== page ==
There is a short list of comic book creators whose books I'll buy sight-unseen. Ed Brubaker and Sean Phillips are among those names. So, not knowing a thing about their latest collaboration (with Elizabeth Breitweiser on colors) from Image Comics, Kill or Be Killed, I knew with a title like that I had to check it out.
The acclaimed duo has another powerfully dark tale that veers from their usual period pulp stories like the brilliant "Fade Out" and superb 'Fatale,' Kill or Be Killed examines the rise of an unlikely vigilante. Sure, violent vigilante comics are quite common but Brubaker takes an interesting angle with the young Dylan.
The story opens in the present with an already fully-formed killing machine in the hoodie-clad Dylan mowing down "people who deserve it." And as we've before in comics, the narrative shifts in reverse to see how we came to this point of ultra-violent retribution. What makes this approach work is Brubaker's narration through Dylan. He creates a complex young man full of insecurities and fears that makes him the least likely candidate to become this cold-blooded killer. In those first pages, he's far more enlightened to the plight of society, giving a laundry list of injustices taking place right now. It's timely and sobering but Dylan didn't start that way.
Instead, Dylan reminds me of a more sophisticated version of Dave Lizewski from Mark Millar's Kick-Ass. He's not a teenager but an older grad student who's in love with his roommate but she has a boyfriend. Feeling unfulfilled, lonely, and depressed he sets out to end his life. That's where things are set in motion in ways I'm not entirely sure work just yet but I'll be damned if Brubaker doesn't keep you invested nonetheless. You can't help but empathize with the underdog Dylan who seems like a normal thoughtful guy. It'll be hard to imagine him as the gun-toting killer we meet in the beginning.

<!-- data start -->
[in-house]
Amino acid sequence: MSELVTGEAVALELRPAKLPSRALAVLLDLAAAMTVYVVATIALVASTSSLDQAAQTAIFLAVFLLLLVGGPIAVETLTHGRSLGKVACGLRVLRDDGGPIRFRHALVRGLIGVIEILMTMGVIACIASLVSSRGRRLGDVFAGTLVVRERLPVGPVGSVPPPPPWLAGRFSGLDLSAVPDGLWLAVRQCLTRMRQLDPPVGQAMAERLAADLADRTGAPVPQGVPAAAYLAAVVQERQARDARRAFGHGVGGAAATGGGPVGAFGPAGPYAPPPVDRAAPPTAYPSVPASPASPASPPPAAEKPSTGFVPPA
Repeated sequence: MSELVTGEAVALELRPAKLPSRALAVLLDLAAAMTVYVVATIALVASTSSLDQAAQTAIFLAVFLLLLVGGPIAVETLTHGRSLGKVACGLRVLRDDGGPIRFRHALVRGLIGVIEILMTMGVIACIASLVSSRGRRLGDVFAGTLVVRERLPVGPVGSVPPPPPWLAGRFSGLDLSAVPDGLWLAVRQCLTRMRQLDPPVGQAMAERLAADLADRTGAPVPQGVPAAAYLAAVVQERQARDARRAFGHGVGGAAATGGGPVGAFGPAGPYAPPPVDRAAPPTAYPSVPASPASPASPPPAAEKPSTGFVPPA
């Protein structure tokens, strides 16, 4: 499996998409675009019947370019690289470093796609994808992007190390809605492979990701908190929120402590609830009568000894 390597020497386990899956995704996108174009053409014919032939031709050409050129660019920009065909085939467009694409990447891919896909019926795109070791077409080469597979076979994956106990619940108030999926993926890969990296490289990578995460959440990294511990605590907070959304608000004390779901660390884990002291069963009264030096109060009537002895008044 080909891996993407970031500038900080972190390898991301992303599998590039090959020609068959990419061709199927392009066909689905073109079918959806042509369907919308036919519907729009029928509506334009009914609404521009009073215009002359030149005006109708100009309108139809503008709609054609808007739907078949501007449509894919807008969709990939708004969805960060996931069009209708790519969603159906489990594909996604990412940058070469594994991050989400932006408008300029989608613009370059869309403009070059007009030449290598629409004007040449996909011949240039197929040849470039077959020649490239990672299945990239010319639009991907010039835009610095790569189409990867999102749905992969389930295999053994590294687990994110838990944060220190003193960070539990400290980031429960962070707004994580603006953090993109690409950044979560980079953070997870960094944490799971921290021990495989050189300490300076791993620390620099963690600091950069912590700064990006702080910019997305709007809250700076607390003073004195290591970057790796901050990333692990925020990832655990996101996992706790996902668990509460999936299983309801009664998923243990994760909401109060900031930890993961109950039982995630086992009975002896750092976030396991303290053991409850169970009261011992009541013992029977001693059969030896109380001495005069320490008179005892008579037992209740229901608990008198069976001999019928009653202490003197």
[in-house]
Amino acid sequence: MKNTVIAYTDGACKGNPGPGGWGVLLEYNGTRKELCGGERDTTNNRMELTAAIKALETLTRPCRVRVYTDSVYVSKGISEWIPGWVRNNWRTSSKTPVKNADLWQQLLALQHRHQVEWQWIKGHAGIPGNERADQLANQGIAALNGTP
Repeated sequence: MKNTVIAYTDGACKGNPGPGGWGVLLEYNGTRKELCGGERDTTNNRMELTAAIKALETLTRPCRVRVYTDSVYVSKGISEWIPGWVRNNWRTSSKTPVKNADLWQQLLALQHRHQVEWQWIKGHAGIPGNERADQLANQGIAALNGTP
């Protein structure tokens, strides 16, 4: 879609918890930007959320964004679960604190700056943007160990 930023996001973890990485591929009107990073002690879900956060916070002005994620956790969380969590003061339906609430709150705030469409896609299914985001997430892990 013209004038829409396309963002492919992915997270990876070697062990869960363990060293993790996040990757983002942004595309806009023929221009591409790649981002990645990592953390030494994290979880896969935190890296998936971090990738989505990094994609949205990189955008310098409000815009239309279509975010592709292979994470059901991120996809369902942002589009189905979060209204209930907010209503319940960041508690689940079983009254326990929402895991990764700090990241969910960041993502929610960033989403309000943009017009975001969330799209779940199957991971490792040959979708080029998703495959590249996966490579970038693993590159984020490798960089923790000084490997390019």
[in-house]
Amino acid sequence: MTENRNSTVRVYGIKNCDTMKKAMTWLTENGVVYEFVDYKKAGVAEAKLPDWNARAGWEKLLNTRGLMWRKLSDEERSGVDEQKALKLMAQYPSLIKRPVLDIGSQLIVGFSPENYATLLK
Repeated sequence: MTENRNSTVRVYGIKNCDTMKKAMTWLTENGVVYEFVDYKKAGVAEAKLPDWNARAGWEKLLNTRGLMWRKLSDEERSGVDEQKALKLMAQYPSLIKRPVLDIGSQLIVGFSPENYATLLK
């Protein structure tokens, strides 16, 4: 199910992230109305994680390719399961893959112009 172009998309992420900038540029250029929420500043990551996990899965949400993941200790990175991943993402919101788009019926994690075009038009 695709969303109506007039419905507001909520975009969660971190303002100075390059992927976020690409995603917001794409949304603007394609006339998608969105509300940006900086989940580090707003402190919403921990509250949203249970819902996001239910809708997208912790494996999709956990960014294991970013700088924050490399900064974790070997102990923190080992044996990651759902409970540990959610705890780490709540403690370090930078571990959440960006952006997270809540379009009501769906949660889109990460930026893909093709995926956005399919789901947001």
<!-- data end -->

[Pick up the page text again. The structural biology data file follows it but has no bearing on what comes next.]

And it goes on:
In typical Brubaker fashion, this is surely the first act of a much longer game that will take some unexpected twists along the way. The first twist will have you second-guessing what you're seeing.
Phillips once again provides outstanding art with a great amount of detail and style. The story remains fluid and dramatic with deliberate pacing and varied panel sizes. It's gritty realism with some magical touches like illustrating snowfall that works perfectly. It's all brought to life with Breitweiser's colors that at times add warmth, create terror or help a panel pop. It's all a synergistic display of art professionals at their best.
There's more to 'Kill or Be Killed' that the title represents. Brubaker and Phillips have somehow created what should be a standard vigilante story into a character-driven drama that is as compelling as their past work. You'll be hooked after the first issue if only to find out what's next and how Brubaker pulls off this ambitious and unexpected story.
Other works by these creators: